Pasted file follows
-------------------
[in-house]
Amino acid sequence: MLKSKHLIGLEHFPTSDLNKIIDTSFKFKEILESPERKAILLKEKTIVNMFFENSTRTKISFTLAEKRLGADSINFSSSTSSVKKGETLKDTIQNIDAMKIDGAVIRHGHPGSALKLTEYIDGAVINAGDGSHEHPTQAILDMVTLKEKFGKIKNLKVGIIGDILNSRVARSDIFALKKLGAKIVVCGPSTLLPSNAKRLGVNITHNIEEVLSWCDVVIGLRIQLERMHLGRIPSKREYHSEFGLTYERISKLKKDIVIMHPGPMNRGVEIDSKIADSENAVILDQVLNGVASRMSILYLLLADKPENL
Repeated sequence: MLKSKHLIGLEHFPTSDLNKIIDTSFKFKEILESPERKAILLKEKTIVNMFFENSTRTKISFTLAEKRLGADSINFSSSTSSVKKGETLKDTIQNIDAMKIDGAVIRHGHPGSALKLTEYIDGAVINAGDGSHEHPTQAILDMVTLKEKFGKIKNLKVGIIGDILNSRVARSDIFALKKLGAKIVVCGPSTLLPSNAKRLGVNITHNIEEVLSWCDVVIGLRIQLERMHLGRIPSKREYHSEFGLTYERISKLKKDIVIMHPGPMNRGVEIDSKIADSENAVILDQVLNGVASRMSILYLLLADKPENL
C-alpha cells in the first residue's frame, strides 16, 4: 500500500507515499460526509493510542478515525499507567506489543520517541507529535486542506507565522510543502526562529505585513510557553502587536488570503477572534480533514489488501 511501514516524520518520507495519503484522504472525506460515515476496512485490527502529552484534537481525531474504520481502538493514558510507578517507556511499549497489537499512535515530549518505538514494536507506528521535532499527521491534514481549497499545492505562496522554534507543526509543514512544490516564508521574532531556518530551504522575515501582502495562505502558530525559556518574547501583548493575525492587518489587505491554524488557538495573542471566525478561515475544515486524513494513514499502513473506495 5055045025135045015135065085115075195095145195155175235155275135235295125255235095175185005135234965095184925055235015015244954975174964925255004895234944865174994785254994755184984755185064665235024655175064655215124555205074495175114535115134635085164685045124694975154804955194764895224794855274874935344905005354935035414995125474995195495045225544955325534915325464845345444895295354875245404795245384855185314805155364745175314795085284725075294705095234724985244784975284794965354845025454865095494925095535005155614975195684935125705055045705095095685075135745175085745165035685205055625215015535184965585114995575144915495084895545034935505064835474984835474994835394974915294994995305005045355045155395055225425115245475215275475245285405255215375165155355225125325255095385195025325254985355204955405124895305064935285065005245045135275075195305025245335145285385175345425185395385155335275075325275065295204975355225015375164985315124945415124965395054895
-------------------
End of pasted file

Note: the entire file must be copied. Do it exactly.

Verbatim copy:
[in-house]
Amino acid sequence: MLKSKHLIGLEHFPTSDLNKIIDTSFKFKEILESPERKAILLKEKTIVNMFFENSTRTKISFTLAEKRLGADSINFSSSTSSVKKGETLKDTIQNIDAMKIDGAVIRHGHPGSALKLTEYIDGAVINAGDGSHEHPTQAILDMVTLKEKFGKIKNLKVGIIGDILNSRVARSDIFALKKLGAKIVVCGPSTLLPSNAKRLGVNITHNIEEVLSWCDVVIGLRIQLERMHLGRIPSKREYHSEFGLTYERISKLKKDIVIMHPGPMNRGVEIDSKIADSENAVILDQVLNGVASRMSILYLLLADKPENL
Repeated sequence: MLKSKHLIGLEHFPTSDLNKIIDTSFKFKEILESPERKAILLKEKTIVNMFFENSTRTKISFTLAEKRLGADSINFSSSTSSVKKGETLKDTIQNIDAMKIDGAVIRHGHPGSALKLTEYIDGAVINAGDGSHEHPTQAILDMVTLKEKFGKIKNLKVGIIGDILNSRVARSDIFALKKLGAKIVVCGPSTLLPSNAKRLGVNITHNIEEVLSWCDVVIGLRIQLERMHLGRIPSKREYHSEFGLTYERISKLKKDIVIMHPGPMNRGVEIDSKIADSENAVILDQVLNGVASRMSILYLLLADKPENL
C-alpha cells in the first residue's frame, strides 16, 4: 500500500507515499460526509493510542478515525499507567506489543520517541507529535486542506507565522510543502526562529505585513510557553502587536488570503477572534480533514489488501 511501514516524520518520507495519503484522504472525506460515515476496512485490527502529552484534537481525531474504520481502538493514558510507578517507556511499549497489537499512535515530549518505538514494536507506528521535532499527521491534514481549497499545492505562496522554534507543526509543514512544490516564508521574532531556518530551504522575515501582502495562505502558530525559556518574547501583548493575525492587518489587505491554524488557538495573542471566525478561515475544515486524513494513514499502513473506495 5055045025135045015135065085115075195095145195155175235155275135235295125255235095175185005135234965095184925055235015015244954975174964925255004895234944865174994785254994755184984755185064665235024655175064655215124555205074495175114535115134635085164685045124694975154804955194764895224794855274874935344905005354935035414995125474995195495045225544955325534915325464845345444895295354875245404795245384855185314805155364745175314795085284725075294705095234724985244784975284794965354845025454865095494925095535005155614975195684935125705055045705095095685075135745175085745165035685205055625215015535184965585114995575144915495084895545034935505064835474984835474994835394974915294994995305005045355045155395055225425115245475215275475245285405255215375165155355225125325255095385195025325254985355204955405124895305064935285065005245045135275075195305025245335145285385175345425185395385155335275075325275065295204975355225015375164985315124945415124965395054895